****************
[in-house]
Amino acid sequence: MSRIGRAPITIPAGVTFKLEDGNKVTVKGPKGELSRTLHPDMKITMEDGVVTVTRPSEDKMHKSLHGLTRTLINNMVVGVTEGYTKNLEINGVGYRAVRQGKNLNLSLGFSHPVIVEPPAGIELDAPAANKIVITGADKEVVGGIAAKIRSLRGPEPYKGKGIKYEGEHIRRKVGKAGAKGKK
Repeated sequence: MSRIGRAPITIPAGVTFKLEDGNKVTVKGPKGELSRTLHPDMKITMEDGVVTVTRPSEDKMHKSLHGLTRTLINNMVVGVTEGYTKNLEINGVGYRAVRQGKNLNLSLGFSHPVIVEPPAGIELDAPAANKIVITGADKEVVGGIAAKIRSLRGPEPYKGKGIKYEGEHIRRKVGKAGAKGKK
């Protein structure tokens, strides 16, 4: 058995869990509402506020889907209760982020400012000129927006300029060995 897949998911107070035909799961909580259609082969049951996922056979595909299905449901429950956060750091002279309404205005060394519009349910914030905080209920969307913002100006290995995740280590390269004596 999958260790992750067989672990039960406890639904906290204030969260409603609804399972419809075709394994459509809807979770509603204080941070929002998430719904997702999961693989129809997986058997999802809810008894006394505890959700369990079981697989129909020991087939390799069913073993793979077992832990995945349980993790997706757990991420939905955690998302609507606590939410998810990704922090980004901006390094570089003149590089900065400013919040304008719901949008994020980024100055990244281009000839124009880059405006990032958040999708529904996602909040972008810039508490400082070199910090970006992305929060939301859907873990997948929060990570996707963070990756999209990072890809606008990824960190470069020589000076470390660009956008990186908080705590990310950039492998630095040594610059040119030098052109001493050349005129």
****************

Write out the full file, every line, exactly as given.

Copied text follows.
[in-house]
Amino acid sequence: MSRIGRAPITIPAGVTFKLEDGNKVTVKGPKGELSRTLHPDMKITMEDGVVTVTRPSEDKMHKSLHGLTRTLINNMVVGVTEGYTKNLEINGVGYRAVRQGKNLNLSLGFSHPVIVEPPAGIELDAPAANKIVITGADKEVVGGIAAKIRSLRGPEPYKGKGIKYEGEHIRRKVGKAGAKGKK
Repeated sequence: MSRIGRAPITIPAGVTFKLEDGNKVTVKGPKGELSRTLHPDMKITMEDGVVTVTRPSEDKMHKSLHGLTRTLINNMVVGVTEGYTKNLEINGVGYRAVRQGKNLNLSLGFSHPVIVEPPAGIELDAPAANKIVITGADKEVVGGIAAKIRSLRGPEPYKGKGIKYEGEHIRRKVGKAGAKGKK
């Protein structure tokens, strides 16, 4: 058995869990509402506020889907209760982020400012000129927006300029060995 897949998911107070035909799961909580259609082969049951996922056979595909299905449901429950956060750091002279309404205005060394519009349910914030905080209920969307913002100006290995995740280590390269004596 999958260790992750067989672990039960406890639904906290204030969260409603609804399972419809075709394994459509809807979770509603204080941070929002998430719904997702999961693989129809997986058997999802809810008894006394505890959700369990079981697989129909020991087939390799069913073993793979077992832990995945349980993790997706757990991420939905955690998302609507606590939410998810990704922090980004901006390094570089003149590089900065400013919040304008719901949008994020980024100055990244281009000839124009880059405006990032958040999708529904996602909040972008810039508490400082070199910090970006992305929060939301859907873990997948929060990570996707963070990756999209990072890809606008990824960190470069020589000076470390660009956008990186908080705590990310950039492998630095040594610059040119030098052109001493050349005129």